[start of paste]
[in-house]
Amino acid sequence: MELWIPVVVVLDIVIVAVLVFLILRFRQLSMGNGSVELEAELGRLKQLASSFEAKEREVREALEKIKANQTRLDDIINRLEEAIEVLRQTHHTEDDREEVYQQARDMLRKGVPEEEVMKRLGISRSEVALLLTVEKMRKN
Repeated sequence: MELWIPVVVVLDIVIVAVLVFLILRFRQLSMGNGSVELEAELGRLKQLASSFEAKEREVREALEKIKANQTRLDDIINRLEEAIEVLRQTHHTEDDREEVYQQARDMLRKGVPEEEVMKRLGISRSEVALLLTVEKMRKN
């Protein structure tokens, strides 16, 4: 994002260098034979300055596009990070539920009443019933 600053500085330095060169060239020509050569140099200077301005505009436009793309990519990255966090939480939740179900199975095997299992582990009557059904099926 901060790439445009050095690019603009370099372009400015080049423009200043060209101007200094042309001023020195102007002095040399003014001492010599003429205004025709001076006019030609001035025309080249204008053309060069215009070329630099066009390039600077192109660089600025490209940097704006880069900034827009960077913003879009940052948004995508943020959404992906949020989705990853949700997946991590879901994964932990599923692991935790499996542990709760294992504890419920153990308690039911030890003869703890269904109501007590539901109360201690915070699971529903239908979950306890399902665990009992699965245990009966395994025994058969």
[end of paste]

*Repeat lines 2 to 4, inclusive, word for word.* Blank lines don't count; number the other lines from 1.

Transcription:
Amino acid sequence: MELWIPVVVVLDIVIVAVLVFLILRFRQLSMGNGSVELEAELGRLKQLASSFEAKEREVREALEKIKANQTRLDDIINRLEEAIEVLRQTHHTEDDREEVYQQARDMLRKGVPEEEVMKRLGISRSEVALLLTVEKMRKN
Repeated sequence: MELWIPVVVVLDIVIVAVLVFLILRFRQLSMGNGSVELEAELGRLKQLASSFEAKEREVREALEKIKANQTRLDDIINRLEEAIEVLRQTHHTEDDREEVYQQARDMLRKGVPEEEVMKRLGISRSEVALLLTVEKMRKN
């Protein structure tokens, strides 16, 4: 994002260098034979300055596009990070539920009443019933 600053500085330095060169060239020509050569140099200077301005505009436009793309990519990255966090939480939740179900199975095997299992582990009557059904099926 901060790439445009050095690019603009370099372009400015080049423009200043060209101007200094042309001023020195102007002095040399003014001492010599003429205004025709001076006019030609001035025309080249204008053309060069215009070329630099066009390039600077192109660089600025490209940097704006880069900034827009960077913003879009940052948004995508943020959404992906949020989705990853949700997946991590879901994964932990599923692991935790499996542990709760294992504890419920153990308690039911030890003869703890269904109501007590539901109360201690915070699971529903239908979950306890399902665990009992699965245990009966395994025994058969």